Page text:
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Matthew Ronchetto

Crazy fast email responses are amazing.

I’ve been recently researching about Northern Ireland and the Belfast Agreement. Naturally, I’ve sent out probably 17 gazillion emails to governments, professors, individuals, and everything in between. One pattern has been that they’ve all responded crazy fast.

In the U.S., if I send an email to the French consulate in Los Angeles, they can get back to me at some point in the day. If I write the State department or DHS about Global Entry or U.S. travel documents, it takes a day or so. If I try to write anything hyperlocal, it’s either a response within the week or never. Hell, I’ve written my own teachers and they still take a couple days to respond sometimes.

Maybe it’s because I wrote many of the emails at 6 or 7 in the morning (Pacific time) and it’s usually 13 or 14 UTC time (Ireland is 0 or +1 UTC). But, a lot of emails got lightning fast responses. I wrote to a professor about their book and got a response back in less than 15 minutes. I wrote the Northern Ireland Assembly and got a response back in less than 15 minutes. I wrote the Northern Ireland Library Authority and got an email, albeit forwarding mine, in less than a day.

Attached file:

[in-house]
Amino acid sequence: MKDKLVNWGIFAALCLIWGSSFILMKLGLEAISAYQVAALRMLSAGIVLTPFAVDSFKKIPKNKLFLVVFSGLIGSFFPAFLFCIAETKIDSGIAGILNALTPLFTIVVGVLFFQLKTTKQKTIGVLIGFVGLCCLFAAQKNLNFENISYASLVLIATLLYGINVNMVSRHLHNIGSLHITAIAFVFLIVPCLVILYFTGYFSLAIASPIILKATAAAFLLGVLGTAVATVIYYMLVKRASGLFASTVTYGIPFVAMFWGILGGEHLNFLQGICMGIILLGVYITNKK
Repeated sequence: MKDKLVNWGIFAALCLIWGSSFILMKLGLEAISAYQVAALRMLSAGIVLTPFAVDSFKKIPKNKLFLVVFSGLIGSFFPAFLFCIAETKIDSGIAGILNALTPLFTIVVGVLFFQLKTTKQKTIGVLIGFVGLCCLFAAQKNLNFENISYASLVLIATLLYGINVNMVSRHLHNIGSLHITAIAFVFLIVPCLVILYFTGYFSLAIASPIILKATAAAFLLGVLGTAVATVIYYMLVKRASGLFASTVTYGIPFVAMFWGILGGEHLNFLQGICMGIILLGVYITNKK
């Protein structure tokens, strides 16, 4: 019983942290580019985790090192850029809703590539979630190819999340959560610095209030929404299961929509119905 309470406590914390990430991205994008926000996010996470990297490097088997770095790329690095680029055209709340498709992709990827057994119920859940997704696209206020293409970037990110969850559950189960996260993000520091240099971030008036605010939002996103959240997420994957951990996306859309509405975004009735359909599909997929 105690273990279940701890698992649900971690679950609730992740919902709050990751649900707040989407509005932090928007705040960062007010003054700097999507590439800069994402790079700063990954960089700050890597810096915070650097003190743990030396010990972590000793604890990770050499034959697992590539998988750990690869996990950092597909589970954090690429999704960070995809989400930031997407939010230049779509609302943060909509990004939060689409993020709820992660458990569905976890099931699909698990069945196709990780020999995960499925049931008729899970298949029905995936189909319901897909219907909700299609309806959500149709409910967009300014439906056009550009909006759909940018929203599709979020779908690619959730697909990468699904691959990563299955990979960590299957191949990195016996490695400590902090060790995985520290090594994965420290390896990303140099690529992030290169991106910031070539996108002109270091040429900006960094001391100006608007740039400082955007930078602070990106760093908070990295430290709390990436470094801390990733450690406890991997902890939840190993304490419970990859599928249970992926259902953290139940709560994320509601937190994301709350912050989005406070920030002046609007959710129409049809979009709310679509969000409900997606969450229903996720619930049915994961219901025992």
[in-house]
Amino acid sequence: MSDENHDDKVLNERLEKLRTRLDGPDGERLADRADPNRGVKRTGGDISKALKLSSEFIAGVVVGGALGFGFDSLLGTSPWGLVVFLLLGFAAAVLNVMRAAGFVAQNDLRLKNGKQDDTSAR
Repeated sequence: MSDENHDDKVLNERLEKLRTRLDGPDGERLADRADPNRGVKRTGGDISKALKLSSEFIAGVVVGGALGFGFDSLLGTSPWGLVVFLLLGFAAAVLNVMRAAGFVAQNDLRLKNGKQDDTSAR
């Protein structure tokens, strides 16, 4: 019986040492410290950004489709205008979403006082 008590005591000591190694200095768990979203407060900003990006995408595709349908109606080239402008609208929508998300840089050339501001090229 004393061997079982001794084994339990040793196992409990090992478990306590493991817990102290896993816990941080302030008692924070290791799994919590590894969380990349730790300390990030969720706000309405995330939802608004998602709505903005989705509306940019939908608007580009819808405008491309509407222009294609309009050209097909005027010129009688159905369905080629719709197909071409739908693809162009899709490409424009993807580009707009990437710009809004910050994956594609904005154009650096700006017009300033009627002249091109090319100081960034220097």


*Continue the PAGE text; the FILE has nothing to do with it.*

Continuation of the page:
It’s insane. I never expect anyone to respond to my emails that quickly. I’m used to the consulate taking some of the day, which is fair. They’re usually open around 8h45, so it makes sense that it might take them awhile into being open to respond to any questions I might have for them. I can still imagine that out of (a number that I didn’t bother to keep looking for but found the data that should have the number for the Los Angeles consulat), there’s a lot of requests to sieve through. Times a bazillion fo the State department and the DHS, naturally.

There’s something to be said about how charming it is that Northern Ireland and the individuals I’ve written to on Ireland (the Island, not the Republic of or Northern). Hopefully it’s a pattern that sticks, because not only is it more convenient to be able to reach out to people quickly an get responses swiftly if and when it’s urgent, but it also relieves a lot of stress with waiting for resources to be sent back to you that could mean the difference between a good paper or a summer retakes.

Obviously: respond in the time you need to respond best. If that’s 15 minutes, that’s fine. If that’s 15 days, that’s fine. Naturally, don’t take centuries without letting the other person know you need more time to give them a response that they need and that fits what you want to say.

To those who I’ve written to researching about this: thank you for being so awesome.

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